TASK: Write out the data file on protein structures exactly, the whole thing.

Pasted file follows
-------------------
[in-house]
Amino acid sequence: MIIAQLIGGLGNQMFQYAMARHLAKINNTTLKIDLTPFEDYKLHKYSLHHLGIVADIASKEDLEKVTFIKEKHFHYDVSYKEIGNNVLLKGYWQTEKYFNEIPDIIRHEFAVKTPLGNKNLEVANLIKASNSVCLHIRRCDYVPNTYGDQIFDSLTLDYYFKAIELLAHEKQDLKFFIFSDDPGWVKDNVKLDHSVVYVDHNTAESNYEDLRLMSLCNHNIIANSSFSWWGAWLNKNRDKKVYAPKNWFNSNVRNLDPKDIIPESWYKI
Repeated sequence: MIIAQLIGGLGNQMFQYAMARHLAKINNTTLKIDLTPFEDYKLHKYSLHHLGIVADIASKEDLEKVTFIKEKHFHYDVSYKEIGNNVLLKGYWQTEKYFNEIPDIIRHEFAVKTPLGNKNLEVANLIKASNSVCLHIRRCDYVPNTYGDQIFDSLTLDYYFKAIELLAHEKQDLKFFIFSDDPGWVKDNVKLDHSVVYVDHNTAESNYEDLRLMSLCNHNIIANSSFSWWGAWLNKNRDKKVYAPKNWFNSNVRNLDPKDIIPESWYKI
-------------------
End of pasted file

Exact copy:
[in-house]
Amino acid sequence: MIIAQLIGGLGNQMFQYAMARHLAKINNTTLKIDLTPFEDYKLHKYSLHHLGIVADIASKEDLEKVTFIKEKHFHYDVSYKEIGNNVLLKGYWQTEKYFNEIPDIIRHEFAVKTPLGNKNLEVANLIKASNSVCLHIRRCDYVPNTYGDQIFDSLTLDYYFKAIELLAHEKQDLKFFIFSDDPGWVKDNVKLDHSVVYVDHNTAESNYEDLRLMSLCNHNIIANSSFSWWGAWLNKNRDKKVYAPKNWFNSNVRNLDPKDIIPESWYKI
Repeated sequence: MIIAQLIGGLGNQMFQYAMARHLAKINNTTLKIDLTPFEDYKLHKYSLHHLGIVADIASKEDLEKVTFIKEKHFHYDVSYKEIGNNVLLKGYWQTEKYFNEIPDIIRHEFAVKTPLGNKNLEVANLIKASNSVCLHIRRCDYVPNTYGDQIFDSLTLDYYFKAIELLAHEKQDLKFFIFSDDPGWVKDNVKLDHSVVYVDHNTAESNYEDLRLMSLCNHNIIANSSFSWWGAWLNKNRDKKVYAPKNWFNSNVRNLDPKDIIPESWYKI